Improve Organization and Encourage Self Reliance:
Ms. Janis-Norton talks about how to improve organization and self-reliance in our Special Needs children. She reminds us that the brain is malleable; we can learn the skills we need to teach and support our children, even though it may be far more difficult than raising typically-developing children.
Begin teaching new tasks and skills with the easiest parts. Once mastered, move to the next step. It is very common for parents to overcompensate for our special needs children by doing things they can do for themselves. We tend to do this for many reasons; as parents we take on guilt.
When we do things for our children that they themselves can do, we rob them of a chance to feel competent. We need to allow them to do these things so they can feel good about themselves and realize their own capabilities. We feel confident when we are competent. This confidence will further learning, as it will enable children to continue to confront new challenges. The same is true for our children.
While we want to do everything to help our children, we need to find time for ourselves, our partners, and our other kids as well. Ms. Norton strongly suggests trying to find a little time every day to spend with each of your children alone. This special time with each child will decrease sibling rivalry, which allows you to focus on the child you are with. For the Special Needs Child this allows focus and concentration to be enhanced.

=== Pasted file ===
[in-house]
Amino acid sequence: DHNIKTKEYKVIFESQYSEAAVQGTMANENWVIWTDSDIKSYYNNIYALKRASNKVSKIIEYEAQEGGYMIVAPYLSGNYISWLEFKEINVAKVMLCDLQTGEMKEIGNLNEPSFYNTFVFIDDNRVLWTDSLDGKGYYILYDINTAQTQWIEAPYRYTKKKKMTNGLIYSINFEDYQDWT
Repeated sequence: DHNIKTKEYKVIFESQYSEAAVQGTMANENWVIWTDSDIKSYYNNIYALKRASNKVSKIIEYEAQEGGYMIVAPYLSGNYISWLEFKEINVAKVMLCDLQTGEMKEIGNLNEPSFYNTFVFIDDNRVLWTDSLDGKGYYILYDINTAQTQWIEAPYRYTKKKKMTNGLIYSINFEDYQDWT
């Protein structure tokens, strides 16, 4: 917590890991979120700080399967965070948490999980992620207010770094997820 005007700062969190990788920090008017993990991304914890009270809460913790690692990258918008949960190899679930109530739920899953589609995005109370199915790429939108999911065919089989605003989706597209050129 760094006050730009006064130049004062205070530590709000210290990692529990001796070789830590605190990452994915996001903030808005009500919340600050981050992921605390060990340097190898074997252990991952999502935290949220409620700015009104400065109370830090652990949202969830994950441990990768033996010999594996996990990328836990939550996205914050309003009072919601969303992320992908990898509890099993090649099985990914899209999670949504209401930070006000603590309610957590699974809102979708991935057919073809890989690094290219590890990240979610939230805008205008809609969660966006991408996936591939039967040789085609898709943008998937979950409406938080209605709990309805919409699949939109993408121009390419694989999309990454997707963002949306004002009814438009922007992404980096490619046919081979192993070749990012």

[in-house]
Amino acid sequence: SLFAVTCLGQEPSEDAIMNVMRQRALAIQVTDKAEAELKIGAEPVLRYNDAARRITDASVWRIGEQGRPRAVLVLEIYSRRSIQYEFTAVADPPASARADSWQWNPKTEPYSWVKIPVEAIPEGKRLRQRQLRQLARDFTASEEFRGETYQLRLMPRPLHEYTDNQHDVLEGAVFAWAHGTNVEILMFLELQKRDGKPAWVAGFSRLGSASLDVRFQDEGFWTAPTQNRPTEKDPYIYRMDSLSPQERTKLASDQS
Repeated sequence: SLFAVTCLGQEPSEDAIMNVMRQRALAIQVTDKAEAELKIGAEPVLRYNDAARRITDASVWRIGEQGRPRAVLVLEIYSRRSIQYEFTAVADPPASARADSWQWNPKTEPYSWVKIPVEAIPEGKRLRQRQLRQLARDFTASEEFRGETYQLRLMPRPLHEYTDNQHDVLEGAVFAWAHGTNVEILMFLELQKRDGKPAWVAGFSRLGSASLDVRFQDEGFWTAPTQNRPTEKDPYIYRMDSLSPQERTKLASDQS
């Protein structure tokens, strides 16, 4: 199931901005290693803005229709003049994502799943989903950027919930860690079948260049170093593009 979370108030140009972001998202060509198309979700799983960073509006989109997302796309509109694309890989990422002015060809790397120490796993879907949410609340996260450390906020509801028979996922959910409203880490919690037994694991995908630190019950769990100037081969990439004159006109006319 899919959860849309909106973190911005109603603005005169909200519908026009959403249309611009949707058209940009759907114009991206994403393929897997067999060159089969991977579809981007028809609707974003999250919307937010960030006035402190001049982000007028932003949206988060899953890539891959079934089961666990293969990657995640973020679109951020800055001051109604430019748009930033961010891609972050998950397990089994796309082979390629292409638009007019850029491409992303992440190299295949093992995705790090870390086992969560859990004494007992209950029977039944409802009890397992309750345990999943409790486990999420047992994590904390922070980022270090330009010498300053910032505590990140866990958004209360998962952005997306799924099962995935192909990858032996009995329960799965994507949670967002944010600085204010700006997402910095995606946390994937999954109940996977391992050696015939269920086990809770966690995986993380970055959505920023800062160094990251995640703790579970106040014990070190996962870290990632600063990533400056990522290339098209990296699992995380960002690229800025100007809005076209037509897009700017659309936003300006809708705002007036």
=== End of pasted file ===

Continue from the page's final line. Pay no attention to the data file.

Present a United Front:
Courage, perseverance, and consistency are key factors in parenting. Maintaining a strong, solid team-work approach with your partner, being united, following though and having one voice will help immensely.
Remember, raising children, especially those with special needs, requires a clear vision, a consistent plan and a lot of flexibility.
Notes from a Teacher
I shared these CDs with our son’s teacher. She is an incredible support for us and we thought she would also benefit from some of the tools taught here. She was excited to share her thoughts as well:
“I am happy to have been able to listen to the CD Calmer, Easier, Happier Parenting. As an educator, I was happy to hear that teamwork was important in having a child with special needs feel successful. Every child needs support at home, support at school and support from the community to be successful. Communication between all of these areas will help children accomplish success. This CD gave some great tips on how to do this. It provides tips on how to break things down into small steps, and teach things with patience. People who work with children with special needs should practice patience because training is not an overnight project, and that’s OK. With many children with special needs becoming full time members of the regular education classes, I like how the CD encouraged training, routine and acceptance from both parents and teachers. The CD speaks of both the challenge and the rewards of having children with special needs in the home and in the classroom. This CD provides tips and advice for making your child feel success both at home and at school.” Ms Courtney Tooley, Educator, 2nd Grade Henrico Va.